The traditional moral teaching of Pope Francis
In the wake of Pope Francis making Bishop McElroy a cardinal, I have seen many commentators say—I think rightly—that McElroy was chosen because of how much his pastoral and theological priorities line up with the pope’s.
However, this news has also sparked old questions and concerns about Francis’s document, Amoris Laetitia, because Bishop McElroy has been a supporter of that teaching.
The heart of Francis’s moral teaching in Amoris Laetitia is that while some actions are gravely, even intrinsically, evil, an individual is not always culpable for that action.
Two years ago I published an essay in Homiletic & Pastoral Review that explored this teaching through the lens of the kerygma and theosis. I explained how Pope Francis’s presentation of pastoral accompaniment and the law of gradualism is both deeply traditional and immensely practical.
Here’s an excerpt:
In other words, someone may fail to keep the commandments, regularly break them (e.g., an addict), or even live in an objective state of grave matter (e.g., living in an irregular marriage) and still have sanctifying grace and be progressing in holiness if they are not subjectively culpable of a mortal sin. It is entirely possible that the circumstances of a person’s life can limit their freedom to follow the moral law even if they know the moral law.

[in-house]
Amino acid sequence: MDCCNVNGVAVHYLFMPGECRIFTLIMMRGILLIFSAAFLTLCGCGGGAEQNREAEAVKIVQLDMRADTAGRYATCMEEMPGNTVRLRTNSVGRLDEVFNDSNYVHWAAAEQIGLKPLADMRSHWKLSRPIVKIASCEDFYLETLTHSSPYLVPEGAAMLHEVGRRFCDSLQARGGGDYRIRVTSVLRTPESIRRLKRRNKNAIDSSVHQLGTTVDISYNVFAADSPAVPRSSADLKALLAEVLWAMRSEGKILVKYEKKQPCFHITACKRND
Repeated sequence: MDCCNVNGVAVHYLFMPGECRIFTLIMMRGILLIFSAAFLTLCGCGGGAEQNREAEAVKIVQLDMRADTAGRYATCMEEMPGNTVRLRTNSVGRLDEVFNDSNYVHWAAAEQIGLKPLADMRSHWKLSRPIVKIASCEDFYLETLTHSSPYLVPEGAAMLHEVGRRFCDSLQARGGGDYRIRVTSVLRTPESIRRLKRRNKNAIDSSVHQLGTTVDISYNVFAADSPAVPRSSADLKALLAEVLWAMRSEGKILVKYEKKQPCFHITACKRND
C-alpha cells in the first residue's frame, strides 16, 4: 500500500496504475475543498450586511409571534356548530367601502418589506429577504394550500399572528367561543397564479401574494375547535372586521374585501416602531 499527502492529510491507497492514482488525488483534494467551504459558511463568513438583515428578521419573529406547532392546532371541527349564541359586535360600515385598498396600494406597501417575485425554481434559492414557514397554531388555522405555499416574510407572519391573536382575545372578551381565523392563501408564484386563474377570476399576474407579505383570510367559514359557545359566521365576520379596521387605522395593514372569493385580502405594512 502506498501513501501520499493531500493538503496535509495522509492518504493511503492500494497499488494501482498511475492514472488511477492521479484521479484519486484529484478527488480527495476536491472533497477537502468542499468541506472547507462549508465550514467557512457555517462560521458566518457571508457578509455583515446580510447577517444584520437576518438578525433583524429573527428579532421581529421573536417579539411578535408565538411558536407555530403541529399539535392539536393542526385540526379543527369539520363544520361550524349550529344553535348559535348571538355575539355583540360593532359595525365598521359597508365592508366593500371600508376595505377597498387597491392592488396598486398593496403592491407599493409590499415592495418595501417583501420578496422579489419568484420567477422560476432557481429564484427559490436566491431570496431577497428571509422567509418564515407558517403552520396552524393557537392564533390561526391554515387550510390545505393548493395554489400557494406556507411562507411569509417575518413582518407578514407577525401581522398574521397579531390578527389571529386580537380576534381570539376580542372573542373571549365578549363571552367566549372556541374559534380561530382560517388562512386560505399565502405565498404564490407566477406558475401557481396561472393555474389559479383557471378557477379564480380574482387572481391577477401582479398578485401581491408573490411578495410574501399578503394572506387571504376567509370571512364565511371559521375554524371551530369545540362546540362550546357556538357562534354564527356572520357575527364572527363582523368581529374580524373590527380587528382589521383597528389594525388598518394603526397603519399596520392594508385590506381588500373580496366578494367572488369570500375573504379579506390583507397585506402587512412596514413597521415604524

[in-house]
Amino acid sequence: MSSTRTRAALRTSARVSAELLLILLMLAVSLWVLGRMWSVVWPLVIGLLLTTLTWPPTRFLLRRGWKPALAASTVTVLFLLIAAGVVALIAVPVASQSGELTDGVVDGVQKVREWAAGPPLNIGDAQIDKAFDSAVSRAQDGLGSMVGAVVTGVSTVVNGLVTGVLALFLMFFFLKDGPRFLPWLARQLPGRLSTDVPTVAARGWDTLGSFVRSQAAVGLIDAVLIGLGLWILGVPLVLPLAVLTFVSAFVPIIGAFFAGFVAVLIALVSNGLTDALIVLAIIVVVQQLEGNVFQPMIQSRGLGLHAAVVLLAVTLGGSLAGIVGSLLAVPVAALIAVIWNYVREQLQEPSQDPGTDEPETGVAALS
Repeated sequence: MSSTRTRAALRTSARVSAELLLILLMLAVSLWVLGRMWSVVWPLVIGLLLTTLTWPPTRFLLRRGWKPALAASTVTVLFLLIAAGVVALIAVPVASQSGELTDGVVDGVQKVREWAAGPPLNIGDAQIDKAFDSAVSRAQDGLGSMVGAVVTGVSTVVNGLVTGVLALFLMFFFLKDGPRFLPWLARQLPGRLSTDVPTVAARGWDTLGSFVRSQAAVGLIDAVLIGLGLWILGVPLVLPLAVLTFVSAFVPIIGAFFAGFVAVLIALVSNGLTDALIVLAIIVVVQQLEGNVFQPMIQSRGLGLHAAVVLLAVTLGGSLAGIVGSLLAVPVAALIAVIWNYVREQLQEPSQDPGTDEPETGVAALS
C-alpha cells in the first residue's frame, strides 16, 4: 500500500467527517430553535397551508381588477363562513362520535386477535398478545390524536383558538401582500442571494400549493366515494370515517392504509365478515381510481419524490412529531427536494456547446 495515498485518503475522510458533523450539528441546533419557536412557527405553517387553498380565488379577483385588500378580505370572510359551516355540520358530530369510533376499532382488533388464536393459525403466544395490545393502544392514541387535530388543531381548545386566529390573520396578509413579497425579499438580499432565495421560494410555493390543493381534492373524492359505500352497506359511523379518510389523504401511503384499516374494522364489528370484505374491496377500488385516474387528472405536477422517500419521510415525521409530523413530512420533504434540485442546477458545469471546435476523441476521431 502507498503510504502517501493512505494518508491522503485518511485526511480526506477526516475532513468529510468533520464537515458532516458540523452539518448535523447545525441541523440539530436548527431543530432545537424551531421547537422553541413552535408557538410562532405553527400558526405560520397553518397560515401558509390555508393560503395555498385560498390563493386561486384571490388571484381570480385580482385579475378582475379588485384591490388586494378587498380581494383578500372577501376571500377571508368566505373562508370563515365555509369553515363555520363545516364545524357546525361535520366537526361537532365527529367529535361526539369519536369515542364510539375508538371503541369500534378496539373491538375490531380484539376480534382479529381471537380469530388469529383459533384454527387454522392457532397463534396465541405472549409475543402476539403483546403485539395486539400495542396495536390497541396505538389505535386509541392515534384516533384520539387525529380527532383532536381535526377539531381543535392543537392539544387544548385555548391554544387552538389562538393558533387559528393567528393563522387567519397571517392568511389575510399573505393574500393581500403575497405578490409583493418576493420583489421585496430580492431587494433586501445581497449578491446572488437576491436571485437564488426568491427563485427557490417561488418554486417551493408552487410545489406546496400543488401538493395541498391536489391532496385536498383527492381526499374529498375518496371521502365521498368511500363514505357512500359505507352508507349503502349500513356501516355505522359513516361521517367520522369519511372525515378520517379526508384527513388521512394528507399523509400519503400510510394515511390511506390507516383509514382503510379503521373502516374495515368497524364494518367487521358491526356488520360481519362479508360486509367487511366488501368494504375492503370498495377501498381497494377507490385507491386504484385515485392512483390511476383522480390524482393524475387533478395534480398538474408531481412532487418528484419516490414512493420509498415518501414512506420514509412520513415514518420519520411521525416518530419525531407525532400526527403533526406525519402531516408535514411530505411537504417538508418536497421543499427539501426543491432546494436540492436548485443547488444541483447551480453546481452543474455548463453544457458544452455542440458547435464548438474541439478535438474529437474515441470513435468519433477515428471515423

God meets each one of us precisely where we are in the midst of our circumstances and weaknesses and leads us forward step by step. We do not — we cannot — meet God halfway or do anything to earn his help. God descends to our wounded state to save us, changing our desires, empowering us, and calling us forward — but we must respond to this work that God is doing in us. This process of growing in holiness is what the Church is referring to when she speaks of the “law of gradualism.” To be clear, this is not a “gradualism of the law.” The objective order of God’s creation does not change depending on the weaknesses or circumstances of individual persons.
Further, it is precisely through our conscience that the Lord speaks to us, both telling us when we are too weak to keep the commandments and what concrete actions he wants us to take next:
“Conscience can do more than recognize that a given situation does not correspond objectively to the overall demands of the Gospel. It can also recognize with sincerity and honesty what for now is the most generous response which can be given to God, and come to see with a certain moral security that it is what God himself is asking amid the concrete complexity of one’s limits, while yet not fully the objective ideal.” (Amoris Laetitia 303)
Read the whole thing here: https://www.hprweb.com/2020/07/i-will-give-you-a-new-heart/